Stonebridge Chardonnay Reserve West 2019 ($78, 93 points) — A more elegant nose than above with saline minerality, fresh pear, golden apple, and fully integrated and elegant spice notes. On the palate look for a mélange of stone fruits, zesty citrus, a rich and textured frame, depth, persistence, and a lifted finish that goes on and on. Really fine Chardonnay.
Stonebridge Chardonnay Reserve East 2019 ($78, 93 points) — This East version of the single-block Chards is equally intriguing. It’s a bit more delicate on the nose, more elegant and evolving, then bin apple, cream, bergamot, toasted hazelnuts, pear, beautiful oak spices and a floral note. It turns to a more textured style on the palate with a creamy feel to go with rich stone fruits, a chalky/flinty note, rich spices, and electric finesse on the long and vibrant finish. Just a beautiful Chardonnay.
Stonebridge Chardonnay Reserve 2018 ($78, 92 points) — A little less abv in this 2018 Chard at 12.4% compared to 13.6% for the other Chards in the family, and only 18 months in oak compared to 20-22 months for the others. The nose is nicely integrated with ripe pear, quince, toasted hazelnuts, lemon tart and spice. The pear, golden apple and zesty citrus are nicely balanced on the palate and work well with the stony mineral component and barrel spice notes. There is depth and persistence through the long, finessed finish.
Stonebridge Chardonnay Reserve 2017 ($110, only 60 cases made, 94 points) — I love a well-made Chardonnay that polarizes wine lovers, or at the very least, makes them think. Some will absolutely love this unique Chardonnay, others will not. Some will question whether spending $110 on a Niagara Chardonnay is a wise decision when they can buy decent Burgundy for less than that, while some understand completely when a Chardonnay such as this grabs a hold of you. This was the oldest Chardonnay in the tasting, yet for me, it was the freshest and has the longest aging potential. This wine is not about the fruit, it’s about the indescribable nuances that make it exhilarating. The nose has a savory/saline quality that draws you in, then white flowers, a touch of smoke, bergamot, stony minerality, quince and swirling spice notes. It’s incredibly lithe on the palate with chalky/flinty notes and savoury stone fruits, lemon zest that’s deep, dense and penetrating on an extremely long and finessed finish. Whatever spice is there is more about texture than dominance. A super special Chardonnay that will serve you well in the cellar for 5+ years and likely transform into something even more ethereal.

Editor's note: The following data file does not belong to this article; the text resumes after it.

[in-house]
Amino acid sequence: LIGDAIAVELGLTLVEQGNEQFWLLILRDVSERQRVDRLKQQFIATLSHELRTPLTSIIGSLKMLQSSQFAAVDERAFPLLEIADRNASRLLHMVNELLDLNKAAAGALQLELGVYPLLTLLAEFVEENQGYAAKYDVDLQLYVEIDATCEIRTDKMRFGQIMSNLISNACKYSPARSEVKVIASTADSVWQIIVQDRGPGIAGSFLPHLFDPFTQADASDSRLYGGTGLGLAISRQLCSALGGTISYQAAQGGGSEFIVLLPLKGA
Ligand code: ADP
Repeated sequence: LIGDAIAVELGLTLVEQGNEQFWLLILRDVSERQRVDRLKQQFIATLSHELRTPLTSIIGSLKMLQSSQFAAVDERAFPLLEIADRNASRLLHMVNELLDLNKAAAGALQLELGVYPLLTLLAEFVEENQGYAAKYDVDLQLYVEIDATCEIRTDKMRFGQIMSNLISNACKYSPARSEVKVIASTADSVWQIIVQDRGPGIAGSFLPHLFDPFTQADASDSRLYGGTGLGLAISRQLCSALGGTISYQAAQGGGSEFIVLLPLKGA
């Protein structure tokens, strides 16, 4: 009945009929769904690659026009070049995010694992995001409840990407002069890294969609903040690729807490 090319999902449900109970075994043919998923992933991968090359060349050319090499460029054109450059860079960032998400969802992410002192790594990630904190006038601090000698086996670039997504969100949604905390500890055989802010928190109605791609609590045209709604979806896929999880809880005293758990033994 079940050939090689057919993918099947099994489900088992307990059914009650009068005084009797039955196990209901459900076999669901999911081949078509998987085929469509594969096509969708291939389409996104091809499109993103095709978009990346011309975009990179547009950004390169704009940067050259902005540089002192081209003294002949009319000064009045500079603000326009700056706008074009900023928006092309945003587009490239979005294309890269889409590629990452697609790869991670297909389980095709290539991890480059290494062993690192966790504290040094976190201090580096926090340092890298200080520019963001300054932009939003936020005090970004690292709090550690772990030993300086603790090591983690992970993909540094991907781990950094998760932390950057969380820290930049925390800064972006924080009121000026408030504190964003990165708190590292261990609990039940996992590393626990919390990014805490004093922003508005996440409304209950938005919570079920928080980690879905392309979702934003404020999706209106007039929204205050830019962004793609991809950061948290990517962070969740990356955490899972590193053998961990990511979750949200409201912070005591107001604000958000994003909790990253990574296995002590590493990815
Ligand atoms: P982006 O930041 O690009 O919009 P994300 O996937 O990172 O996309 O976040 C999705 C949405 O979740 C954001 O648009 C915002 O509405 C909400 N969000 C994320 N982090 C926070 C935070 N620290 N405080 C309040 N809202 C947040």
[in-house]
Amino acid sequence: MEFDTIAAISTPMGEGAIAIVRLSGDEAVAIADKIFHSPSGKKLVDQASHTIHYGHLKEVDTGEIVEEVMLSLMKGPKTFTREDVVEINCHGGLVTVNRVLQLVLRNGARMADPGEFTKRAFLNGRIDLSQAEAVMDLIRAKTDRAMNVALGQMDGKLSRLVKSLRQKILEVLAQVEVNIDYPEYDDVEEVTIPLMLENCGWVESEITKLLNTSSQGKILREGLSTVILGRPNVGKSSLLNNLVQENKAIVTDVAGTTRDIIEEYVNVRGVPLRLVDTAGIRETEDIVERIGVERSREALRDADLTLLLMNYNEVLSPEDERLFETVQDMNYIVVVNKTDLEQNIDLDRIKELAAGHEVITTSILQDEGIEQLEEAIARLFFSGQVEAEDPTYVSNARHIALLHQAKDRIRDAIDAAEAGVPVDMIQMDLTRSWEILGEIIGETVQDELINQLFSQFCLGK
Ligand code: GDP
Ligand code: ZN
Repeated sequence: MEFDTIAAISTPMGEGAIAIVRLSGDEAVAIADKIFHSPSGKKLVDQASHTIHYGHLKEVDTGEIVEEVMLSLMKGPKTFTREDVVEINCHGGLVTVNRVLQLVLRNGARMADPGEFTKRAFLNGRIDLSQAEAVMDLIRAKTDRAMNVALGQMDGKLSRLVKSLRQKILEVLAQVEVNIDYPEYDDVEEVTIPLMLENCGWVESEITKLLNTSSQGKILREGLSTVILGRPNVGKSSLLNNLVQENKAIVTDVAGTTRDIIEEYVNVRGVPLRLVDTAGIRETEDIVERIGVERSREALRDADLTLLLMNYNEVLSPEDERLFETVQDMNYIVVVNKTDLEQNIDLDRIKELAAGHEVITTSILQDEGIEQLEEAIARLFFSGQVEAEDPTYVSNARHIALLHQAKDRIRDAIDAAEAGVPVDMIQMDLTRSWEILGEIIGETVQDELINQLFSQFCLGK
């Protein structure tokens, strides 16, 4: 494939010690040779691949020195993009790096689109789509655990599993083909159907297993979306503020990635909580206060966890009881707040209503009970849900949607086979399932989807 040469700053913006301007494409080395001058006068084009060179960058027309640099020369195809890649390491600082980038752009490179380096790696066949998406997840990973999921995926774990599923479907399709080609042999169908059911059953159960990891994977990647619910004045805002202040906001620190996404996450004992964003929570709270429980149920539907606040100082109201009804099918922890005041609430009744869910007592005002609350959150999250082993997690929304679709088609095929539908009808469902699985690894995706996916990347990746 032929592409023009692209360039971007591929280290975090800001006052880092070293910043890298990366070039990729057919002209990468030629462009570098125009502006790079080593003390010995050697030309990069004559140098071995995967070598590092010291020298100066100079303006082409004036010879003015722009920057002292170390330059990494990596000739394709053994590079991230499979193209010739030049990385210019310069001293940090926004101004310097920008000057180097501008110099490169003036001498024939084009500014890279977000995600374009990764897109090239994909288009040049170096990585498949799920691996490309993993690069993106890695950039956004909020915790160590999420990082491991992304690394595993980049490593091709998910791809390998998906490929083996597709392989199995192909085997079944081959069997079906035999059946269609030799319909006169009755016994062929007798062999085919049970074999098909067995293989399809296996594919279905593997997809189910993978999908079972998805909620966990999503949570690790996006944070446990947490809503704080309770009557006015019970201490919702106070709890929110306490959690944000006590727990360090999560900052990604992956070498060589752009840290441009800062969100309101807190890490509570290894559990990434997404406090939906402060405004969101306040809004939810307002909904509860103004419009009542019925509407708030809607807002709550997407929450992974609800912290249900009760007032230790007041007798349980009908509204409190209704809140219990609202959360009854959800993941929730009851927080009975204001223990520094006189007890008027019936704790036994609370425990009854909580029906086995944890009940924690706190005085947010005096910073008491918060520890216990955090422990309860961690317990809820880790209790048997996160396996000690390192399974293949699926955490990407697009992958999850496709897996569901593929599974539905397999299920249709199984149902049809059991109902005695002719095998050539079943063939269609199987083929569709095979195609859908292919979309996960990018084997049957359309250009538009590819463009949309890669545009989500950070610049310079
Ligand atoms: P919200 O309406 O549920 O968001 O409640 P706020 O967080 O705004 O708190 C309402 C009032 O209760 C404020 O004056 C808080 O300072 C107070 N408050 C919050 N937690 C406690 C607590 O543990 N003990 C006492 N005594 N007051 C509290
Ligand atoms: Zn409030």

The Stonebridge Cabernet Francs
Stonebridge Cabernet Franc 2019 ($48, 90 points) — The fruit is from a Creek Shores vineyard planted in the late 90s. It spends 19 months in French oak barrels (up to 25% new oak). This old school Cab Franc has a leafy/savoury nose of wild raspberries, anise, earth, herbs, and spice. It’s smoky on the palate with anise/licorice, minty herbs, wild red berries, plums, charred cedar and tobacco notes with spice and finesse on the finish.
Stonebridge Cabernet Franc Reserve 2019 ($68, 91 points) — The reserve CF is sourced from a Twenty Mile Bench vineyard planted in the late 1980s/early 1990s and spends 19 months in French oak barrels. It’s made in a more classic Niagara style with a vivid nose of crushed black cherries, brambly raspberries, anise, black licorice, sage brush, herbs, spice, and a touch of cedar smoke. The palate reveals savoury red berries and anise in a rich and intense style that’s structured with polished tannins, minty herbs and spice followed by a long, lifted finish.
Stonebridge Cabernet Franc Reserve 2018 ($68, 92 points) — The 2018 CF is also sourced from the Twenty Mile Bench and spends 31 months in French oak barrels. This is the most elegant of the three. It’s tight right now but unfolds to reveal eucalypt, field raspberries, anise, savoury herbs, and integrated spice notes. It’s richly adorned in red fruits on the palate, and a touch of cassis in a highly structured style with ripe tannins, elegant spice, and verve through the lifted finish.
The Stonebridge Syrah
Stonebridge Syrah Reserve 2018 ($78, 92 points) — The Syrah is sourced from the St. David’s Bench and spends 30 months in French oak barrels. It has vivid nose of white pepper over savoury red berries, black currants, sage, and bay leaves with rich spicy notes. It’s an enticing Syrah on the palate with plump red berries, a savoury underbelly, black olives, black pepper with a silky texture, medium+ tannins, spice, and length through the lifted finish. Can cellar 5+ years.
The Lailey wines
Lailey Dry Riesling 2019 ($29, 91 points) — This single vineyard Riesling from the Niagara River sup-appellation has a rich and savoury nose with notes of grapefruit, lemon curd, yellow apple, and a slight reductive note. It’s mouth-filling with a creamy texture to go with citrus pulp, ripe apple, peach fuzz, a subtle note of petrol emerging and then a fresh finish. Highly stylized Riesling.
Lailey Rosé Estate Blend 2021 ($29 in bottle or $7 per can, 90 points) — This is a blend of four red varieties with some light oak aging. It has a bold nose of wild raspberries, fresh-cut watermelon, cherry pie and a touch of earth and spice in a more structured style. There is some grip and body on the palate with lovely ripe red berries, herbs, integrated spice notes and a fresh finish.
Lailey Orange Wine 2021 ($33, 88 points) — This skin-contact Vidal orange wine shows a light orange colour in the glass with a nose of peach skin, marmalade, and earthy/savoury notes. On the palate look for fresh squeezed oranges, minty herbs, pink grapefruit pulp, subtle astringent notes, and electric acidity on the finish.